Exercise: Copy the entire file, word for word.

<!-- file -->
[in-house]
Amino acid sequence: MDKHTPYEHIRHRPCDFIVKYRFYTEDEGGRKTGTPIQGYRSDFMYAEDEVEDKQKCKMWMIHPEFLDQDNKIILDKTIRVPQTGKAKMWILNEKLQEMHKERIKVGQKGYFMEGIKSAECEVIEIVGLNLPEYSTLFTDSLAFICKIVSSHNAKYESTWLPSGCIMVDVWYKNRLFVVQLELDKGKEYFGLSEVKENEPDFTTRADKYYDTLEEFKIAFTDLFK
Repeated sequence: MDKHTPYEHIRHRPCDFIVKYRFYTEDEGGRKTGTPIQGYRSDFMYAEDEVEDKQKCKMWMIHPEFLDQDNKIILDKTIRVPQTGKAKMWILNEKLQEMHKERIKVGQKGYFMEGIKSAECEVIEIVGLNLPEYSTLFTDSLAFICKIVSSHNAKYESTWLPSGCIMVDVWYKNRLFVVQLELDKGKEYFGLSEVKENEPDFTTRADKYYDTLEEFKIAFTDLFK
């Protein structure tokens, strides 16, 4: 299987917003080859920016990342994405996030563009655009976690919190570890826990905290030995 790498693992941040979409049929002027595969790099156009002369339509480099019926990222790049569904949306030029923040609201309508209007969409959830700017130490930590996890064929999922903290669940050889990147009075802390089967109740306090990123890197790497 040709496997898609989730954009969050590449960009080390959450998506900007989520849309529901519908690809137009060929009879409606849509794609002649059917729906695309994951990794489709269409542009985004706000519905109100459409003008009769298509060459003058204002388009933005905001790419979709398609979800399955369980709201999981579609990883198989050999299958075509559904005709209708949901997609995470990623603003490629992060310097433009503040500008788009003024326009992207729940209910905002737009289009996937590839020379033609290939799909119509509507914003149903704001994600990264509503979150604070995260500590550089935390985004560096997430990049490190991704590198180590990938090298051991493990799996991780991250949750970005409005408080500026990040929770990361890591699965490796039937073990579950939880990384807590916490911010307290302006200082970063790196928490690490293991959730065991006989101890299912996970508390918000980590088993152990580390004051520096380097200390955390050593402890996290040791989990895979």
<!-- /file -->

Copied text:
[in-house]
Amino acid sequence: MDKHTPYEHIRHRPCDFIVKYRFYTEDEGGRKTGTPIQGYRSDFMYAEDEVEDKQKCKMWMIHPEFLDQDNKIILDKTIRVPQTGKAKMWILNEKLQEMHKERIKVGQKGYFMEGIKSAECEVIEIVGLNLPEYSTLFTDSLAFICKIVSSHNAKYESTWLPSGCIMVDVWYKNRLFVVQLELDKGKEYFGLSEVKENEPDFTTRADKYYDTLEEFKIAFTDLFK
Repeated sequence: MDKHTPYEHIRHRPCDFIVKYRFYTEDEGGRKTGTPIQGYRSDFMYAEDEVEDKQKCKMWMIHPEFLDQDNKIILDKTIRVPQTGKAKMWILNEKLQEMHKERIKVGQKGYFMEGIKSAECEVIEIVGLNLPEYSTLFTDSLAFICKIVSSHNAKYESTWLPSGCIMVDVWYKNRLFVVQLELDKGKEYFGLSEVKENEPDFTTRADKYYDTLEEFKIAFTDLFK
């Protein structure tokens, strides 16, 4: 299987917003080859920016990342994405996030563009655009976690919190570890826990905290030995 790498693992941040979409049929002027595969790099156009002369339509480099019926990222790049569904949306030029923040609201309508209007969409959830700017130490930590996890064929999922903290669940050889990147009075802390089967109740306090990123890197790497 040709496997898609989730954009969050590449960009080390959450998506900007989520849309529901519908690809137009060929009879409606849509794609002649059917729906695309994951990794489709269409542009985004706000519905109100459409003008009769298509060459003058204002388009933005905001790419979709398609979800399955369980709201999981579609990883198989050999299958075509559904005709209708949901997609995470990623603003490629992060310097433009503040500008788009003024326009992207729940209910905002737009289009996937590839020379033609290939799909119509509507914003149903704001994600990264509503979150604070995260500590550089935390985004560096997430990049490190991704590198180590990938090298051991493990799996991780991250949750970005409005408080500026990040929770990361890591699965490796039937073990579950939880990384807590916490911010307290302006200082970063790196928490690490293991959730065991006989101890299912996970508390918000980590088993152990580390004051520096380097200390955390050593402890996290040791989990895979």